Restore the restoration: A House panel acts on behalf of the Great Lakes

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It took congressional dealing, posturing and sausage-making. But a House committee has restored funding, albeit partial, for the Great Lakes Restoration Initiative for 2014.

The initiative is aimed at cleaning the lakes and battling invasive species. For Pennsylvania in the past three years, it has funded new technologies to detect bacterial contamination, pollution prevention to keep the shoreline clean and the monitoring of mercury to protect children's health, among other things.

President Barack Obama had authorized, and Congress approved, $475 million for the initiative next year. But in this year's toxic budget negotiations, the amount was cut to $60 million.

A Republican amendment provides an additional $150 million. The $210 million is less than half the previously agreed upon allocation, which scientists and environmentalists -- and a Republican member of the House Appropriations Committee -- say was not enough. But it beats $60 million.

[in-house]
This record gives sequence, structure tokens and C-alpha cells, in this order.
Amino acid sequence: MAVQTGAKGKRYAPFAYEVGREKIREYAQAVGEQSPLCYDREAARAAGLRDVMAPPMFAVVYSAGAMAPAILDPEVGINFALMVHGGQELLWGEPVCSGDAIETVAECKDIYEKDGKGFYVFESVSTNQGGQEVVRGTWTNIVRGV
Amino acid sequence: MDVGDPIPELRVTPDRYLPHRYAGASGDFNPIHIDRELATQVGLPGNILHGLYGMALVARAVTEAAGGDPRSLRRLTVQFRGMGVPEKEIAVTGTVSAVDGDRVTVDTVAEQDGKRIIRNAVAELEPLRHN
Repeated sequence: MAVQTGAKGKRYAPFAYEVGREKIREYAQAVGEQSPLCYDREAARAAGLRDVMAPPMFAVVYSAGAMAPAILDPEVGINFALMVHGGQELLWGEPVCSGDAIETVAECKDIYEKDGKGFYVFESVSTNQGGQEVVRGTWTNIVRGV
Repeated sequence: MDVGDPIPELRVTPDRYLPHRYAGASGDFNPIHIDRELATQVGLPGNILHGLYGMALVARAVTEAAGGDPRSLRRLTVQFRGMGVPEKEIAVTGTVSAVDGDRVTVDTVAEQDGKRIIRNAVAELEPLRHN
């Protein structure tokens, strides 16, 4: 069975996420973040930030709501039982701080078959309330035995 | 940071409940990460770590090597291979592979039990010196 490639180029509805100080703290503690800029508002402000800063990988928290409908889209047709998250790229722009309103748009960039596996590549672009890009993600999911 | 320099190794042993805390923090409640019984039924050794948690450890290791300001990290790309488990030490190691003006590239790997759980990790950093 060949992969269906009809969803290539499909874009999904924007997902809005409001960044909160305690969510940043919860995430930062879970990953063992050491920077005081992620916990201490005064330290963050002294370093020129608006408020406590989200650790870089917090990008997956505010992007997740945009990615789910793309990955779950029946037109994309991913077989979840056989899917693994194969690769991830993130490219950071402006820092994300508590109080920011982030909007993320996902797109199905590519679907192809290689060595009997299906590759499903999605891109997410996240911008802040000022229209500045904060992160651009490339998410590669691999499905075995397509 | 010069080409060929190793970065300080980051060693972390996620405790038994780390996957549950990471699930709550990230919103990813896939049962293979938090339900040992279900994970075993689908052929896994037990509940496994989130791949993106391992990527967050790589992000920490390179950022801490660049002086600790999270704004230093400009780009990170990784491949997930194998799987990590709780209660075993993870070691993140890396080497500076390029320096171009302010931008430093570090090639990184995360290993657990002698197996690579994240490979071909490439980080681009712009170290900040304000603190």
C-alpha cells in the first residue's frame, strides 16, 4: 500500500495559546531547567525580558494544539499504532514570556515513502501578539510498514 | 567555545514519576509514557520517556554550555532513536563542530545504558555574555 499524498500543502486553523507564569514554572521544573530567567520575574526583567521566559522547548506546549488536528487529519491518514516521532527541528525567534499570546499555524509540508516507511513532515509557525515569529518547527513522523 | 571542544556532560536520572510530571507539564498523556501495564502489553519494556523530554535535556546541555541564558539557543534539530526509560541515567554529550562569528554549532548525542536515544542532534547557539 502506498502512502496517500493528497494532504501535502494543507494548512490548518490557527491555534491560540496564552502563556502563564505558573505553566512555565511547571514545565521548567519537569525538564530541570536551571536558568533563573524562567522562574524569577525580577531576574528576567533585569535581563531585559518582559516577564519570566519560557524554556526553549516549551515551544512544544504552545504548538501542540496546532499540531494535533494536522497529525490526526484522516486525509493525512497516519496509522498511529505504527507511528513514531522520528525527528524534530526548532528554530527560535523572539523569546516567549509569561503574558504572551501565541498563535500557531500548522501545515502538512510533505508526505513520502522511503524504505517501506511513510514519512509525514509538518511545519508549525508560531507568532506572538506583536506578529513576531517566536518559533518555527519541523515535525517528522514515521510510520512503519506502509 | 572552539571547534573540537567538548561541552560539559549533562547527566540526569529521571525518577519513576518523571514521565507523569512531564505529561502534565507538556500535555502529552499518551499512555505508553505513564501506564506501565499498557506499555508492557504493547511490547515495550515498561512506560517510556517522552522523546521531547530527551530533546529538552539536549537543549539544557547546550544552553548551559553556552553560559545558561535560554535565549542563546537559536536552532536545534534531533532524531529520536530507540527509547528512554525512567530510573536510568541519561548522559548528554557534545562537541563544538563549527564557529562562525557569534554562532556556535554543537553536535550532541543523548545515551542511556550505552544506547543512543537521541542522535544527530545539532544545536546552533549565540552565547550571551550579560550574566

The Great Lakes support 1.5 million jobs and generate $62 billion in annual wages. Pennsylvania's Presque Isle State Park attracts 4 million visitors a year and is a boon to the economy.

Rep. Marcy Kaptur, the Ohio congresswoman who has been vigilant on funding the Great Lakes program, stated the case succinctly: "We're at the doorstep of one of the most precious places in the world, the edge of America's freshwater coast. The [initiative] has been our chance to clean up and fix up Lake Erie and the Great Lakes. We need to continue."



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